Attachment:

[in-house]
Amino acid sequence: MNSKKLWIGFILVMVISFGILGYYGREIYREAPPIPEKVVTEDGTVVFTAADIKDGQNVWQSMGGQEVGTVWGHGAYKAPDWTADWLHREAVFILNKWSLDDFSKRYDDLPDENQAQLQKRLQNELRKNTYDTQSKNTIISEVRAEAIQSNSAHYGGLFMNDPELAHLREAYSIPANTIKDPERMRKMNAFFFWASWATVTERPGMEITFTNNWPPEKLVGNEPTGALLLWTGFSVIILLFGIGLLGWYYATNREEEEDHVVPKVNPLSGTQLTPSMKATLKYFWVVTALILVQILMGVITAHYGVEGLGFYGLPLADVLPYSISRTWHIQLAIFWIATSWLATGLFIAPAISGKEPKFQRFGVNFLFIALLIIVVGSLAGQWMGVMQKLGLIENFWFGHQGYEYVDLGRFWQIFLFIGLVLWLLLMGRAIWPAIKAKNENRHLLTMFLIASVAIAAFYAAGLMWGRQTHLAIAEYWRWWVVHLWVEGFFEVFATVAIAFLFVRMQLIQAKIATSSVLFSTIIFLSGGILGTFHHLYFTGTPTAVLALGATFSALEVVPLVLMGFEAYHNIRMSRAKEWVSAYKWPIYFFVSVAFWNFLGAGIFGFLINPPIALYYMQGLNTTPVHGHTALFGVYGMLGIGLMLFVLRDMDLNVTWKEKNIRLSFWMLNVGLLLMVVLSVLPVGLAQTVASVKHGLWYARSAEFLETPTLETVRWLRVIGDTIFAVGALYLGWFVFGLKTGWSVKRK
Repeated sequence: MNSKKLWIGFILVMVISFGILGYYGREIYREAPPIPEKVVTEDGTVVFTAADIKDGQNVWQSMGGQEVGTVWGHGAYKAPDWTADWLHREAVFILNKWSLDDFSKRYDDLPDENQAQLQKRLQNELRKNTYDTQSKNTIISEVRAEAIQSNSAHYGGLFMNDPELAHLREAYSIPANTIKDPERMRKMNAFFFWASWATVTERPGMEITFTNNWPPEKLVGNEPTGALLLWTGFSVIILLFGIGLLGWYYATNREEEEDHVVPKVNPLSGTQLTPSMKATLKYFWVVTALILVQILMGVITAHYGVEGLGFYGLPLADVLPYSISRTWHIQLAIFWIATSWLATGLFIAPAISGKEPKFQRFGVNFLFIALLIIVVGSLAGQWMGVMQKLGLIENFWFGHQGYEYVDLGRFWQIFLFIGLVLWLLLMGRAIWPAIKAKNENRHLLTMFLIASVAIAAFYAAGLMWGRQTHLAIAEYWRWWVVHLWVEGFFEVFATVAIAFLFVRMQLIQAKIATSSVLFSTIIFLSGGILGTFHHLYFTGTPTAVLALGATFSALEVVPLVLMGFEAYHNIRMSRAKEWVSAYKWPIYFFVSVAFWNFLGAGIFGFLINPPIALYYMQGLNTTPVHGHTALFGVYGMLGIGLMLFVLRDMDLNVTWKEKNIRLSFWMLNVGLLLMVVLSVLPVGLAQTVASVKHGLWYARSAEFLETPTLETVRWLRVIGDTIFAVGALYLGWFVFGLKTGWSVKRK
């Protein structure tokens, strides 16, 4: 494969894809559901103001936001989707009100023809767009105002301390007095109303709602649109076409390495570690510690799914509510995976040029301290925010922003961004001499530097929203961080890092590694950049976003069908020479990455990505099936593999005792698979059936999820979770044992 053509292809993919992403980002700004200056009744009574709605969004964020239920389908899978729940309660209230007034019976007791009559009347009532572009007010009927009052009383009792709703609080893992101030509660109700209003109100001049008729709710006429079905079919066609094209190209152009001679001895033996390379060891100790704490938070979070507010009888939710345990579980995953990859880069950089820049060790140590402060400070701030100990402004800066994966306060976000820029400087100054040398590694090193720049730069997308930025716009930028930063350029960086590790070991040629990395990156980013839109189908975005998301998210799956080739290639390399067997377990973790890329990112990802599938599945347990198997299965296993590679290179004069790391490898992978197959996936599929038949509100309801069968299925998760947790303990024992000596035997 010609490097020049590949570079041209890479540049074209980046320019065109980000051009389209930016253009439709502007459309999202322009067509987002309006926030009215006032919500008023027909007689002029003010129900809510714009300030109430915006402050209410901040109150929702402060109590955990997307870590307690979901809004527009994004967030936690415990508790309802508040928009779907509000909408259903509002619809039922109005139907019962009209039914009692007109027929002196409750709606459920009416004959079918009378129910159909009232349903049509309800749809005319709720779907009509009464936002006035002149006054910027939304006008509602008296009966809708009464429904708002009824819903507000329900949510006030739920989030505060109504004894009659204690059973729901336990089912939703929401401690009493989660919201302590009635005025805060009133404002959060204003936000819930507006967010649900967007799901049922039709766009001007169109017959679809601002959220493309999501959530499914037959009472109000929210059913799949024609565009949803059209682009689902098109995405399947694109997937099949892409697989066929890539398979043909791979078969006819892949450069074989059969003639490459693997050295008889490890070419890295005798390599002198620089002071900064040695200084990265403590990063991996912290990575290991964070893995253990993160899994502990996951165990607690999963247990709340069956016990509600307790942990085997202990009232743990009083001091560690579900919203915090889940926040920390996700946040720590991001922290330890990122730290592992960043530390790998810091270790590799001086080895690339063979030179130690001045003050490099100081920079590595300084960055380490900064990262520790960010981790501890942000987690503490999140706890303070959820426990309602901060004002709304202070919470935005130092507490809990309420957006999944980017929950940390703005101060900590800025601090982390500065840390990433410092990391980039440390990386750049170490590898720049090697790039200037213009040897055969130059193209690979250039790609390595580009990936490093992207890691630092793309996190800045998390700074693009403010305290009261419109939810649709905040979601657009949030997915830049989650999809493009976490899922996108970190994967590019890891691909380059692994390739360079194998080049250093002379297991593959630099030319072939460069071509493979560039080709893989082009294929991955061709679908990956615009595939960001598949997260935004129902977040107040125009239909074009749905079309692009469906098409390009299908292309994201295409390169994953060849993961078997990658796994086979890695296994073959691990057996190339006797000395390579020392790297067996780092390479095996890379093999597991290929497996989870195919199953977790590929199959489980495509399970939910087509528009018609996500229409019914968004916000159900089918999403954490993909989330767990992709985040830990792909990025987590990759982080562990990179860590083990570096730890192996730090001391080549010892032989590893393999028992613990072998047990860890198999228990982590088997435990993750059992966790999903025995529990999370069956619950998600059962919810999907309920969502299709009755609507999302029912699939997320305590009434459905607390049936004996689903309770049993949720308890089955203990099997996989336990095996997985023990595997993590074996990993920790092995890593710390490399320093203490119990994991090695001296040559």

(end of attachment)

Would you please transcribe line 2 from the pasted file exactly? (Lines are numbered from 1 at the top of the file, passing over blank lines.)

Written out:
Amino acid sequence: MNSKKLWIGFILVMVISFGILGYYGREIYREAPPIPEKVVTEDGTVVFTAADIKDGQNVWQSMGGQEVGTVWGHGAYKAPDWTADWLHREAVFILNKWSLDDFSKRYDDLPDENQAQLQKRLQNELRKNTYDTQSKNTIISEVRAEAIQSNSAHYGGLFMNDPELAHLREAYSIPANTIKDPERMRKMNAFFFWASWATVTERPGMEITFTNNWPPEKLVGNEPTGALLLWTGFSVIILLFGIGLLGWYYATNREEEEDHVVPKVNPLSGTQLTPSMKATLKYFWVVTALILVQILMGVITAHYGVEGLGFYGLPLADVLPYSISRTWHIQLAIFWIATSWLATGLFIAPAISGKEPKFQRFGVNFLFIALLIIVVGSLAGQWMGVMQKLGLIENFWFGHQGYEYVDLGRFWQIFLFIGLVLWLLLMGRAIWPAIKAKNENRHLLTMFLIASVAIAAFYAAGLMWGRQTHLAIAEYWRWWVVHLWVEGFFEVFATVAIAFLFVRMQLIQAKIATSSVLFSTIIFLSGGILGTFHHLYFTGTPTAVLALGATFSALEVVPLVLMGFEAYHNIRMSRAKEWVSAYKWPIYFFVSVAFWNFLGAGIFGFLINPPIALYYMQGLNTTPVHGHTALFGVYGMLGIGLMLFVLRDMDLNVTWKEKNIRLSFWMLNVGLLLMVVLSVLPVGLAQTVASVKHGLWYARSAEFLETPTLETVRWLRVIGDTIFAVGALYLGWFVFGLKTGWSVKRK